Some Days, Parenting Just Plain Sucks
I know it goes so fast. I know it could always be worse. I know that every cloud has a silver freaking lining.
I know because the internet has been telling me this for years, along with that cute little old lady I bumped into at the grocery store, my neighbor, and the always super-positive kindergarten teacher my daughter had four years ago.
The truth is, I want people to stop telling me to look on the bright side of every bad situation I encounter as a parent. I want empty nesters to stop clutching their hearts and sighing dreamily as they gaze at my misbehaving toddler. Because as a parent, some days just suck, and there isn’t much of a bright side, and we don’t need everyone, and their grandma, insisting there is.
I don’t blame those people for always looking through rose-colored, super-annoyingly positive glasses. I’m happy that they now see things positively in hindsight. And I’m happy for those people who are so happy in the present moment too.
You know the ones I’m talking about. They always laugh off your miserable complaints. They leave comments on your depressing photos on social media of all of your kids holding puke buckets, and say something like, “Enjoy every second! They’ll be gone before you know it!” or “Look on the bright side, at least it isn’t lice!”
No. Stop it.
Just because we don’t have creepy-crawlies living on our heads doesn’t mean we aren’t all currently in a state of misery right now. And it’s okay for me to moan and groan about it.
Sometimes I’d just like to feel like the world will let me experience my emotions for just a minute. Yes, tomorrow is a new day. Praise all that is holy for that. But right now? I just need you to let me feel sad, or pissed off, or depressed before I pick myself up and carry on.
Because parenting is hard, and I need to feel all the things. The good, the bad, and the horribly ugly.
Why do we feel the need to keep telling parents to deny their bad feelings? If we truly want parents to relish every moment of parenting, shouldn’t we allow them to feel the bad with the good too? I mean, that is part of it, right?
I believe that we have to feel the sadness to know the joy. I want to feel okay being a little angry in a moment where my child is screaming at me and slamming doors so that I can feel the stark contrast of the sweetness of forgiveness moments later when we’re all hugging it out.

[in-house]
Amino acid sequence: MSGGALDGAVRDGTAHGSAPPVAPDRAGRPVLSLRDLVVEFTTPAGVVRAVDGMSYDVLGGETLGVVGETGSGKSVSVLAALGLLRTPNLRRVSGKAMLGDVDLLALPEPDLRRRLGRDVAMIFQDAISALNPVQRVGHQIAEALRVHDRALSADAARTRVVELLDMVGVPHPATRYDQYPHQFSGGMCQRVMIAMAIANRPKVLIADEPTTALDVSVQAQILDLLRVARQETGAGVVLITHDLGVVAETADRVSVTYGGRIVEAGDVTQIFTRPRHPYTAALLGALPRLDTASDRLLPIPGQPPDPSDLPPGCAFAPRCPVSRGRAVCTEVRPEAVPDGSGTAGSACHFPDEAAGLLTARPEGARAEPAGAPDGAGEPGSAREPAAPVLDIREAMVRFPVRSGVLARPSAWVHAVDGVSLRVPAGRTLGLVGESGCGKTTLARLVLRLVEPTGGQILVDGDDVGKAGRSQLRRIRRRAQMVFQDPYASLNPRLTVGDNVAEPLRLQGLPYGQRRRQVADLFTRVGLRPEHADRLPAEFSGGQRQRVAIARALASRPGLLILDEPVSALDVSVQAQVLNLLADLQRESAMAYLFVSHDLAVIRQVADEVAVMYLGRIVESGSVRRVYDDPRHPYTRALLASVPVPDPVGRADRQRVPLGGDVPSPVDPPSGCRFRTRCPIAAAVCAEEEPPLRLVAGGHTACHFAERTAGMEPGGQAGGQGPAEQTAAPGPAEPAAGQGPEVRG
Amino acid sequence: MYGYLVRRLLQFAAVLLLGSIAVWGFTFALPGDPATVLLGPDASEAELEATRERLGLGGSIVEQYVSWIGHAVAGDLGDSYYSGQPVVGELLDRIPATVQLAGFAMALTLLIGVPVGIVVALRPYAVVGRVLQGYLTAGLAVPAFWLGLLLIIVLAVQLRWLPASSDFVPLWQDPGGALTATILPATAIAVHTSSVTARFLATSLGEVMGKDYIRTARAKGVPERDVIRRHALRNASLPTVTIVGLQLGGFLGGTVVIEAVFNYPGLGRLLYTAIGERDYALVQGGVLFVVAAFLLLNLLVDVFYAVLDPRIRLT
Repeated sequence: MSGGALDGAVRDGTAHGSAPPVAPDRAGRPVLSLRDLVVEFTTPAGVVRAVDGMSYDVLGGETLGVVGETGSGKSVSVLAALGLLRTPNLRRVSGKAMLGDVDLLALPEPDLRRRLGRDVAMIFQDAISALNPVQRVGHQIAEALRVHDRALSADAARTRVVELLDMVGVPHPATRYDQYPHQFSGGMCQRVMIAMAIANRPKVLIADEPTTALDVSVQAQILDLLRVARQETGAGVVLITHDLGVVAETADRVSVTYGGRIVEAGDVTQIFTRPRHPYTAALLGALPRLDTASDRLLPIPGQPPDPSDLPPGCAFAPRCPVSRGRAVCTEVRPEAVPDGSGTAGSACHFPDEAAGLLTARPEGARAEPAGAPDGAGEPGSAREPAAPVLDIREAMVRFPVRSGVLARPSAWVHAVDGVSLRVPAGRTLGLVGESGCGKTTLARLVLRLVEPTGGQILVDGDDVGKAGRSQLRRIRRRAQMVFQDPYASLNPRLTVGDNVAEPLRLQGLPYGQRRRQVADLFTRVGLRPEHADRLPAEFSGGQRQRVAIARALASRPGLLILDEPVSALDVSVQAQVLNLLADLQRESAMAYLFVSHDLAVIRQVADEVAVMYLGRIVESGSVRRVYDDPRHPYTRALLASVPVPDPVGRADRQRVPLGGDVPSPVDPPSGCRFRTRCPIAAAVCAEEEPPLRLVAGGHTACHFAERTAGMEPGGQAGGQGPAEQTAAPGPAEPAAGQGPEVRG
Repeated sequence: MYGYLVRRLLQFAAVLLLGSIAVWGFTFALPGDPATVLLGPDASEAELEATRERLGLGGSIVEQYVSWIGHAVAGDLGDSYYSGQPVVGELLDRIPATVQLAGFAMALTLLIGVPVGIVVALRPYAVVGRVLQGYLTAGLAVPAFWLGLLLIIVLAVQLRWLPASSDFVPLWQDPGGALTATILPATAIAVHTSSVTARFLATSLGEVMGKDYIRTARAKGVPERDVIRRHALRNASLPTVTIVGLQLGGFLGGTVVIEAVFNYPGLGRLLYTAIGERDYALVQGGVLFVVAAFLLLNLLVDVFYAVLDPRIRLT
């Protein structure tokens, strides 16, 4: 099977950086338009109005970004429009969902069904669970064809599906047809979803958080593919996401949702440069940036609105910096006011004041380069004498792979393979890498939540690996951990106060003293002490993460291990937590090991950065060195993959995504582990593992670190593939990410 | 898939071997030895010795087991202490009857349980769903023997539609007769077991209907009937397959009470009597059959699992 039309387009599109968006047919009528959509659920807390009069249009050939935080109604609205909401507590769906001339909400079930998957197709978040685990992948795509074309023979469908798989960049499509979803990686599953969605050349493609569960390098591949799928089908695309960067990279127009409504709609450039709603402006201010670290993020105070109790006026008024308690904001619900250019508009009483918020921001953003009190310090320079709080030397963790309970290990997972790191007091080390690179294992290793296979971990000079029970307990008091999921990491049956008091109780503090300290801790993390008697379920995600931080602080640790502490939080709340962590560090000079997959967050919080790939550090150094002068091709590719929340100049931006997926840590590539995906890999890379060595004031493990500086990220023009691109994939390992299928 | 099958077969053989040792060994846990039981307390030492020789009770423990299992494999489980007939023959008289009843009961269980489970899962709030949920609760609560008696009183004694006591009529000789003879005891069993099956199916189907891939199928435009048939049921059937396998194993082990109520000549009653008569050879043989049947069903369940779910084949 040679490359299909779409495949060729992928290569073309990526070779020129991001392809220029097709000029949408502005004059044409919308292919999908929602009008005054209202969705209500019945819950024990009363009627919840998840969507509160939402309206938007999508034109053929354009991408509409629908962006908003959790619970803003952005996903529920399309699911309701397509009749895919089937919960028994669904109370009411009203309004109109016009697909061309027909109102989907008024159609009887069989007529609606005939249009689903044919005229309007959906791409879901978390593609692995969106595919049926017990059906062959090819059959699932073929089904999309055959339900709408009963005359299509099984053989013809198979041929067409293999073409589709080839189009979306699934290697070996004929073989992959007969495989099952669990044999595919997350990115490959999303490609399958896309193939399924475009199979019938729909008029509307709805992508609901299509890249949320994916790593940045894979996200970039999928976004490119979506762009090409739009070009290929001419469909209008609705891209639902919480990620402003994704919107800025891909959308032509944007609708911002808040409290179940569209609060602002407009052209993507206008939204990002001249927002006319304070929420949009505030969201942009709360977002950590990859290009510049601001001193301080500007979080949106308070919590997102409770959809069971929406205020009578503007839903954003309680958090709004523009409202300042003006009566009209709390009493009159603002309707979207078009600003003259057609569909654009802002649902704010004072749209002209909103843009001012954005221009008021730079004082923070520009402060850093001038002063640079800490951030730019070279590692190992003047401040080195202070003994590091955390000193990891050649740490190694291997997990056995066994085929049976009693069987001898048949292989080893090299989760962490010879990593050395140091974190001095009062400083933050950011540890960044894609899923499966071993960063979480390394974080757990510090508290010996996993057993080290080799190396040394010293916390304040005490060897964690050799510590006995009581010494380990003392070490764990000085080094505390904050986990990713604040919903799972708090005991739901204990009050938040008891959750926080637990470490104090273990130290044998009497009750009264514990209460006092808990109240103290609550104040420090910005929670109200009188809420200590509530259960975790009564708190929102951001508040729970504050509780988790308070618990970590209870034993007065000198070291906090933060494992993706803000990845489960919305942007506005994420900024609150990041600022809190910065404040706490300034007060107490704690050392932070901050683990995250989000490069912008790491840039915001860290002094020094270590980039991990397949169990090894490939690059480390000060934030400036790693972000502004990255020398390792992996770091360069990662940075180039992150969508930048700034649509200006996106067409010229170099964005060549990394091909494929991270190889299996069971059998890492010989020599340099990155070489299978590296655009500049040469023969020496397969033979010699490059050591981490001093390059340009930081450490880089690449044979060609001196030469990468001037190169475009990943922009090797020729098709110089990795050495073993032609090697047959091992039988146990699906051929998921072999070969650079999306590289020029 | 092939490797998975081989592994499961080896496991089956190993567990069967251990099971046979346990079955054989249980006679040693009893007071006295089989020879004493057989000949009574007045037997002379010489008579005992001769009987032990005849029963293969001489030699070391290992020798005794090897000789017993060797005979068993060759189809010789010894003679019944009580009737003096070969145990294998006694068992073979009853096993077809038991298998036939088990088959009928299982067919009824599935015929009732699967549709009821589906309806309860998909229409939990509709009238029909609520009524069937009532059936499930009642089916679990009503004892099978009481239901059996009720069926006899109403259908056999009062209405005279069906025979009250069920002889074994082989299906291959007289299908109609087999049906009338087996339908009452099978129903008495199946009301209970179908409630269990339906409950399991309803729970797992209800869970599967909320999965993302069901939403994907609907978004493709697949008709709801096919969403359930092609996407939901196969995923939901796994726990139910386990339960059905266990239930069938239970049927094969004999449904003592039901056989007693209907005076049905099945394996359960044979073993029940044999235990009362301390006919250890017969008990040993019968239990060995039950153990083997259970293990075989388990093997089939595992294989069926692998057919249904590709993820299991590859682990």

I want to cry into my pillow at night and not feel guilty that I want to live on a desert island some days so that the next day, when my kids are being adorably cute, I can enjoy it even more because I have felt the sadness from the night before.
I’m learning as a parent, and I would never tell my kids to buck up and never feel sad or that it’s not okay to feel disappointed. So why is everyone telling me it’s not okay to have a bad day as a mother? Why do some people believe that moms are never allowed to complain because they are #soblessed?
Can you imagine if every time my child was sad, I replied with, “Look on the bright side! At least someone didn’t beat you up today!” That would be ridiculous. It would also be crappy parenting.
With that being said, I know it wouldn’t hurt me to add a little dose of positivity to my routine. Here’s the deal: I’m not naturally inclined to see the positive in bad situations. In fact, quite the opposite, actually. I’m more of a glass-half-empty sort of girl. I lean a little toward pessimism at times, but I don’t need people telling me to count my blessings. I know I’ve got lots of them. Three of them came out of my body.
In fact, I fight every day to see positive things in bad moments and to pick myself up when I feel like I’ve failed at parenting. I’m fighting anxiety and depression on top of that. But some of us find venting helpful and like a sweet release for all those bad feelings. Sometimes it helps us to get all of that out, so we can return to our children feeling less tense, more refreshed.
I love shouting out, “Today sucks!” and hearing back from my likeminded mom friends, “My day sucks too!” as we find the humor in our misery and fight like hell against the feeling that we are ruining our children. I don’t think being a Negative Nancy for an hour or two makes me a bad mom. In fact, I’d even argue that it makes me a better mom because I’m teaching my children that they can feel their feelings, then move on and do better tomorrow.
Someone will always have it worse than me. I am blessed and privileged beyond belief. I count my blessings when I can and try to look up and ahead as much as humanly possible.
So if I want to complain, can you just let me? And I’ll promise to never put my hand over my heart and say, “It goes so fast!” when I’m an old lady.
Instead, I’ll say something like this, “Parenting can be rough, huh? Don’t worry. You’re a badass, and you’ll get through it.”
Because that’s what I want to hear right now.